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William Paul Thurston

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30 Oct 1946

Washington, D.C., USA

Presentation Wikipedia
Bill Thurston studied at New College, Sarasota, Florida. He received his B.S. from there in 1967 and moved to the University of California at Berkeley to undertake research under Morris Hirsch's and Stephen Smale 's supervision. He was awarded his doctorate in 1972 for a thesis entitled Foliations of 3- manifolds which are circle bundles. This work showed the existence of compact leaves in foliations of 3-dimensional manifolds.

After completing his Ph.D., Thurston spent the academic year 1972-73 at the Institute for Advanced Study at Princeton. Then, in 1973, he was appointed an assistant professor of mathematics at Massachusetts Institute of Technology. In 1974 he was appointed professor of mathematics at Princeton University.

Throughout this period Thurston worked on foliations. Lawson ( ) sums up this work:

It is evident that Thurston's contributions to the field of foliations are of considerable depth. However, what sets them apart is their marvellous originality. This is also true of his subsequent work on Teichmüller space and the theory of 3-manifolds.

In Wall describes Thurston's contributions which led to him being awarded a Fields Medal in 1982. In fact the1982 Fields Medals were announced at a meeting of the General Assembly of the International Mathematical Union in Warsaw in early August 1982. They were not presented until the International Congress in Warsaw which could not be held in 1982 as scheduled and was delayed until the following year. Lectures on the work of Thurston which led to his receiving the Medal were made at the 1983 International Congress. Wall , giving that address, said:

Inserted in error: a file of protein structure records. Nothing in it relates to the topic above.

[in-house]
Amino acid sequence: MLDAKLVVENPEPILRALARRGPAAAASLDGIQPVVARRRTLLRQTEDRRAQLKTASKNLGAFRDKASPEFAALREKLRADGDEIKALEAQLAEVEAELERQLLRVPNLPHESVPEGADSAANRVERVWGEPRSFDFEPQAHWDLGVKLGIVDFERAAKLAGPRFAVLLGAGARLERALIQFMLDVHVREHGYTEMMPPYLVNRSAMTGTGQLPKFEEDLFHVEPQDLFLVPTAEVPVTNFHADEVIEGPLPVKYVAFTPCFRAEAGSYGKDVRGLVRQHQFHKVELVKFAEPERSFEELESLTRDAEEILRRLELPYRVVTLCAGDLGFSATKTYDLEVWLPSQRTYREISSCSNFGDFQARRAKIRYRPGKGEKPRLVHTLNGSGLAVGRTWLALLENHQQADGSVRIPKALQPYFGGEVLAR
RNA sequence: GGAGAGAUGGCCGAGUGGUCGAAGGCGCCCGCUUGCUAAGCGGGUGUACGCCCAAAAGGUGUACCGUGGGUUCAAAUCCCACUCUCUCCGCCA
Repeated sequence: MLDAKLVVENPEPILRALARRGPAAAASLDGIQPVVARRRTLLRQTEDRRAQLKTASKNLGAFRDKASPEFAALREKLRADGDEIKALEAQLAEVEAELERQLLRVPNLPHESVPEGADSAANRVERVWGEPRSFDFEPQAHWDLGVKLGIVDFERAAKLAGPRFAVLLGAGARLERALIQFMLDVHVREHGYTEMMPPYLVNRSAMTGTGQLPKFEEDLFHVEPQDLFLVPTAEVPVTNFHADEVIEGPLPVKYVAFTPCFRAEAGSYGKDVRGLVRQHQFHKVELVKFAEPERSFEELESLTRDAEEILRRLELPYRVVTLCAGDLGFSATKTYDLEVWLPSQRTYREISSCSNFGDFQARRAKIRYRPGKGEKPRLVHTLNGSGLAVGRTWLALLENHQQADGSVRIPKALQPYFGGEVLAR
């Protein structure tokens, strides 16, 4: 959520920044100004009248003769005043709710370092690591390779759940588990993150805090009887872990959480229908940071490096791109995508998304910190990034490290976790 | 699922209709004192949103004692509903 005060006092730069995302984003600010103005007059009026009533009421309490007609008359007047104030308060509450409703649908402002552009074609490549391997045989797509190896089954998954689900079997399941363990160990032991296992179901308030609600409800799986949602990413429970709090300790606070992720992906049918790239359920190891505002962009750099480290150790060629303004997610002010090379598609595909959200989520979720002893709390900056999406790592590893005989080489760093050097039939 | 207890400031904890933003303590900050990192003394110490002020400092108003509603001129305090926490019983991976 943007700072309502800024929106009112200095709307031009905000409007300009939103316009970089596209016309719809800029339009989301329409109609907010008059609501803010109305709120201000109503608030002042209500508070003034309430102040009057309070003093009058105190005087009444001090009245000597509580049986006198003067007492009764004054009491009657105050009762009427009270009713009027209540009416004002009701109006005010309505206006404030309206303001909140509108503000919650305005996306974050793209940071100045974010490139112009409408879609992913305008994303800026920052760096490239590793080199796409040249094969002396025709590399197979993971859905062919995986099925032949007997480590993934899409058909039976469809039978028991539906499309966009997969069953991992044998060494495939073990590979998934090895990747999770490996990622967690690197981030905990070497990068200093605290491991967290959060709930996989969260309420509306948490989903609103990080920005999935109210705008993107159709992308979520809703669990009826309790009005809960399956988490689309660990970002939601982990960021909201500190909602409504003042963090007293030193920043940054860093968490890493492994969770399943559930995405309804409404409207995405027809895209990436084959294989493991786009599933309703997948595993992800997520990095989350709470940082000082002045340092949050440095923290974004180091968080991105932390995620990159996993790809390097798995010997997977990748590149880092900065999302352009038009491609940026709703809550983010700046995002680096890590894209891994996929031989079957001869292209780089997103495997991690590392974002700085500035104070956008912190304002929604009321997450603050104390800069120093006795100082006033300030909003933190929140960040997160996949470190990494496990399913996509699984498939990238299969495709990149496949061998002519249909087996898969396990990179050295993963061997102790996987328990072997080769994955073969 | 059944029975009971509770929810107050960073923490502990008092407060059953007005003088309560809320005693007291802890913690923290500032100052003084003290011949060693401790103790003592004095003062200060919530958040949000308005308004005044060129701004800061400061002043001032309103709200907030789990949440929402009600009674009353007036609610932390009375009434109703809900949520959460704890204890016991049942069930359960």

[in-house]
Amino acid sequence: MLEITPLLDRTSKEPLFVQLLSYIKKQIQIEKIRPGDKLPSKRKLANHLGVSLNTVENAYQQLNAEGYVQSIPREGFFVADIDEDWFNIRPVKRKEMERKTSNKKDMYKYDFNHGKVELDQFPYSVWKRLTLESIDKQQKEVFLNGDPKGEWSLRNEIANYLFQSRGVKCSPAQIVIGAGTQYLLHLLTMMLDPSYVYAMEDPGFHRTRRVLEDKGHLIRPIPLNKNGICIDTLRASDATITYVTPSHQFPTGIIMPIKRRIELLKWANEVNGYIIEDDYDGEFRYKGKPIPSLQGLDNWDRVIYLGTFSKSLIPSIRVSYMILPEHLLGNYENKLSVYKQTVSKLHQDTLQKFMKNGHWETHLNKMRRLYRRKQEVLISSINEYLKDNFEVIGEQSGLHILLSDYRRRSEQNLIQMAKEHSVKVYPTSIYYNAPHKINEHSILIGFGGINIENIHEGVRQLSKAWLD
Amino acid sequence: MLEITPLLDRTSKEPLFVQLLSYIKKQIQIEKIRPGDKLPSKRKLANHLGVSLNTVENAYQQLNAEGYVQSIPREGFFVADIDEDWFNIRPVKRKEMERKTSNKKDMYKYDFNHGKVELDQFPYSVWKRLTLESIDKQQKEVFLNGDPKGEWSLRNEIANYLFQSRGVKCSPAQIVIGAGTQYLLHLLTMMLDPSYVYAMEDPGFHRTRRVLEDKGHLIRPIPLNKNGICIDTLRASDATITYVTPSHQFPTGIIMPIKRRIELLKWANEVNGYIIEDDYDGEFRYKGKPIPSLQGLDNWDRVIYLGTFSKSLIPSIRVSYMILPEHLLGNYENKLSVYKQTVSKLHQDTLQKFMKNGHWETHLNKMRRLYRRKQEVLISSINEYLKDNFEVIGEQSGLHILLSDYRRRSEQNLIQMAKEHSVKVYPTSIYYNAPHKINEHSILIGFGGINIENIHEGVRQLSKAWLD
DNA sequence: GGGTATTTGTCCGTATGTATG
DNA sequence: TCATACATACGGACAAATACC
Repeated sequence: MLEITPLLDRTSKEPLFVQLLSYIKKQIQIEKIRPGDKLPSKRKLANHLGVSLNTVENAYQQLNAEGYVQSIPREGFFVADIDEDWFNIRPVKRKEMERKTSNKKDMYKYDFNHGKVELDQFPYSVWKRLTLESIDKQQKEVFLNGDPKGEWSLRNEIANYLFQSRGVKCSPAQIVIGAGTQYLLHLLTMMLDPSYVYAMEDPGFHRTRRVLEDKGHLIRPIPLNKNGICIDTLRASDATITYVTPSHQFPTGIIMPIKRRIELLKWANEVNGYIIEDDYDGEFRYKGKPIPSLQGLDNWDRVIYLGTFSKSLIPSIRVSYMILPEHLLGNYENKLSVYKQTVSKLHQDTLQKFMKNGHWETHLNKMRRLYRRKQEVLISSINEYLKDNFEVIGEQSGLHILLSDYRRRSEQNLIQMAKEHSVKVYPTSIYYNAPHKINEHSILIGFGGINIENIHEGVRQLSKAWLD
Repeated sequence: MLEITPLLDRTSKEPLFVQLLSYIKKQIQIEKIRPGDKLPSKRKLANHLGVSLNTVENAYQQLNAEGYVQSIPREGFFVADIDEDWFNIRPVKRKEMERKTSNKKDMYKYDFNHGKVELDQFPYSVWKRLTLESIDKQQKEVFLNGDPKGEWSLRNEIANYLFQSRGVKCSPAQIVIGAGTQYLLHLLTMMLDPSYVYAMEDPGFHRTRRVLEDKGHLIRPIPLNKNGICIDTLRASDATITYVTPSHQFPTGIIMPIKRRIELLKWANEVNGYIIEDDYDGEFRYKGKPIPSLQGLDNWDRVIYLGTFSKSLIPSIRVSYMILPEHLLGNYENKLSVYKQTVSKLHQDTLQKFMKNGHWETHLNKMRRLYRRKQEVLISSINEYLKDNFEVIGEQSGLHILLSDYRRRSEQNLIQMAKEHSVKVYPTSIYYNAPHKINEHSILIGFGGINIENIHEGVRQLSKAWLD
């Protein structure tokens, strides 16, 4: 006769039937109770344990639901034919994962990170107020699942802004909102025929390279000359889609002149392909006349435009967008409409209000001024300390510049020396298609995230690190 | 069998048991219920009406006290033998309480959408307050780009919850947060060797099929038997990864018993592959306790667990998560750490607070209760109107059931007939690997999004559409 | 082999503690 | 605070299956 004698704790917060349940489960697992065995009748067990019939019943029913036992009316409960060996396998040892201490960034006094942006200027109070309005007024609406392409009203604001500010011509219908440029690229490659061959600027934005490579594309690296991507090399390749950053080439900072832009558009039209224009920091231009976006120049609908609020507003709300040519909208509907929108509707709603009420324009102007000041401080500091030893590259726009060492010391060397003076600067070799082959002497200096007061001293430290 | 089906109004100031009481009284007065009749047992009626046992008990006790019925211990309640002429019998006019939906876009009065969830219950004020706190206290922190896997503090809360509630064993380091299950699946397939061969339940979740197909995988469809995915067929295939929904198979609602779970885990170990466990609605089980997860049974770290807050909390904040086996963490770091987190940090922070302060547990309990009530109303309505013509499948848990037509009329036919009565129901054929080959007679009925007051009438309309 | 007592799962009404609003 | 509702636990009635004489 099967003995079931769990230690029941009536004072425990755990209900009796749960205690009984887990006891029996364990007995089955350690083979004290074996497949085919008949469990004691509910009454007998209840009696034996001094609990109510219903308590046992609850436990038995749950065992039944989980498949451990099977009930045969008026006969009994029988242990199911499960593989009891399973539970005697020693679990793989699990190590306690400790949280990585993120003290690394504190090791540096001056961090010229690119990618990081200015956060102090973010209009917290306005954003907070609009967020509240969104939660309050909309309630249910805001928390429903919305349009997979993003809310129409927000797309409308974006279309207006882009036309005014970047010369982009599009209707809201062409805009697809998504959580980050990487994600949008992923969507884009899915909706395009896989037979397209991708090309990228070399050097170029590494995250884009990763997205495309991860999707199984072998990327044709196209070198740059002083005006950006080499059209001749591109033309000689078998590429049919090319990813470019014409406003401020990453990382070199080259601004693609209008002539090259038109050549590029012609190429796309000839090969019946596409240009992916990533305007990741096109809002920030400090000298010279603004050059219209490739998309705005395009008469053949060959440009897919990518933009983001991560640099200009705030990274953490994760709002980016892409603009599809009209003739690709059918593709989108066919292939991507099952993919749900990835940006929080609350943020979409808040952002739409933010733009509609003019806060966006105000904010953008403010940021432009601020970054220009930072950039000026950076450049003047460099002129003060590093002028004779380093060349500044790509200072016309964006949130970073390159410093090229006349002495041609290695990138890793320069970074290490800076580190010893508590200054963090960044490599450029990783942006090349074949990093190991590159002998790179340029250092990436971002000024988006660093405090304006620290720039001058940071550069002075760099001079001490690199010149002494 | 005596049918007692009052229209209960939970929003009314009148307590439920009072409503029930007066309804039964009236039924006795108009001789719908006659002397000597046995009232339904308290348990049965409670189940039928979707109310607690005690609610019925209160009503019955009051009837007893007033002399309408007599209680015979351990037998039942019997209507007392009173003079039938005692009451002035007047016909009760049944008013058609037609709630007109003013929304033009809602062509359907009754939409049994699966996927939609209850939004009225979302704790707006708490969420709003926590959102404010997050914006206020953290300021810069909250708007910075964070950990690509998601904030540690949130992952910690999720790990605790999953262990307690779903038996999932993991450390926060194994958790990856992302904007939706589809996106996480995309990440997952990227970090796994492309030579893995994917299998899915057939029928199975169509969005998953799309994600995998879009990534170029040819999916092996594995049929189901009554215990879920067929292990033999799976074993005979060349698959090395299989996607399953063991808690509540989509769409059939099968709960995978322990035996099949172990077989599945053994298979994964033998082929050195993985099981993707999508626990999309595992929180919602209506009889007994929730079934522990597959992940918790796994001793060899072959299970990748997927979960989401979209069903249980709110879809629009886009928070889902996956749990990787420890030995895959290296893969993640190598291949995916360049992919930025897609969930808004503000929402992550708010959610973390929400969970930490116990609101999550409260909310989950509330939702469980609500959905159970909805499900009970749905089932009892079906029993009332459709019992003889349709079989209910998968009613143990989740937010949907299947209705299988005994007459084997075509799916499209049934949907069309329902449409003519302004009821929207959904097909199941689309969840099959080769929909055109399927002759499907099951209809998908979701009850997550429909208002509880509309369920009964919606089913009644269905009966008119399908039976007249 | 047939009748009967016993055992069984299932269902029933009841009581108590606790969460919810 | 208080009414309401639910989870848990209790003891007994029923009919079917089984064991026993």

Thurston has fantastic geometric insight and vision: his ideas have completely revolutionised the study of topology in 2 and 3 dimensions, and brought about a new and fruitful interplay between analysis, topology and geometry.

Wall goes on to describe Thurston's work in more detail:

The central new idea is that a very large class of closed 3-manifolds should carry a hyperbolic structure - be the quotient of hyperbolic space by a discrete group of isometries, or equivalently, carry a metric of constant negative curvature. Although this is a natural analogue of the situation for 2-manifolds, where such a result is given by Riemann 's uniformisation theorem, it is much less plausible - even counter-intuitive - in the 3-dimensional situation.

Kleinian groups, which are discrete isometry groups of hyperbolic 3-space, were first studied by Poincaré and a fundamental finiteness theorem was proved by Ahlfors . Thurston's work on Kleinian groups yielded many new results and established a well known conjecture. Sullivan describes this geometrical work in , giving the following summary:

Thurston's results are surprising and beautiful. The method is a new level of geometrical analysis - in the sense of powerful geometrical estimation on the one hand, and spatial visualisation and imagination on the other, which are truly remarkable.

Thurston's work is summarised by Wall :

Thurston's work has had an enormous influence on 3-dimensional topology. This area has a strong tradition of 'bare hands' techniques and relatively little interaction with other subjects. Direct arguments remain essential, but 3-dimensional topology has now firmly rejoined the main stream of mathematics.

Thurston has received many honours in addition to the Fields Medal. He held a Alfred P Sloan Foundation Fellowship in 1974-75. In 1976 his work on foliations led to his being awarded the Oswald Veblen Geometry Prize of the American Mathematical Society . In 1979 he was awarded the Alan T Waterman Award, being the second mathematician to receive such an award (the first being Fefferman in 1976).

Source:School of Mathematics and Statistics University of St Andrews, Scotland